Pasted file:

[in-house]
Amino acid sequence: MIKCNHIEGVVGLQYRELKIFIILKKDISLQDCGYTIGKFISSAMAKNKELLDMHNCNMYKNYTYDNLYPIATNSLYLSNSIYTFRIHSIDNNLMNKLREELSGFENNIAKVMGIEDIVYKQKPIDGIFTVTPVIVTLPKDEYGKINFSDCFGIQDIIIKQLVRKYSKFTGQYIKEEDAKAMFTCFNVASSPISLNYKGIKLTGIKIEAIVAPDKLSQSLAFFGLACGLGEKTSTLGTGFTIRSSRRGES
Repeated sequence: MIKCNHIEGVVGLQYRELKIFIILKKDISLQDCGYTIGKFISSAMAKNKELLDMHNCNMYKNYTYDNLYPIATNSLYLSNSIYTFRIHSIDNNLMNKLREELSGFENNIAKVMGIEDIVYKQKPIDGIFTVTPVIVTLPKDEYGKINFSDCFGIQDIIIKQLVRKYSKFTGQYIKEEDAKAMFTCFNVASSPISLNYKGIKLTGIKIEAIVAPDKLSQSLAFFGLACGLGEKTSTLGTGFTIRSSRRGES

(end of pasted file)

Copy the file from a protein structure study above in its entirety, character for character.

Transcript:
[in-house]
Amino acid sequence: MIKCNHIEGVVGLQYRELKIFIILKKDISLQDCGYTIGKFISSAMAKNKELLDMHNCNMYKNYTYDNLYPIATNSLYLSNSIYTFRIHSIDNNLMNKLREELSGFENNIAKVMGIEDIVYKQKPIDGIFTVTPVIVTLPKDEYGKINFSDCFGIQDIIIKQLVRKYSKFTGQYIKEEDAKAMFTCFNVASSPISLNYKGIKLTGIKIEAIVAPDKLSQSLAFFGLACGLGEKTSTLGTGFTIRSSRRGES
Repeated sequence: MIKCNHIEGVVGLQYRELKIFIILKKDISLQDCGYTIGKFISSAMAKNKELLDMHNCNMYKNYTYDNLYPIATNSLYLSNSIYTFRIHSIDNNLMNKLREELSGFENNIAKVMGIEDIVYKQKPIDGIFTVTPVIVTLPKDEYGKINFSDCFGIQDIIIKQLVRKYSKFTGQYIKEEDAKAMFTCFNVASSPISLNYKGIKLTGIKIEAIVAPDKLSQSLAFFGLACGLGEKTSTLGTGFTIRSSRRGES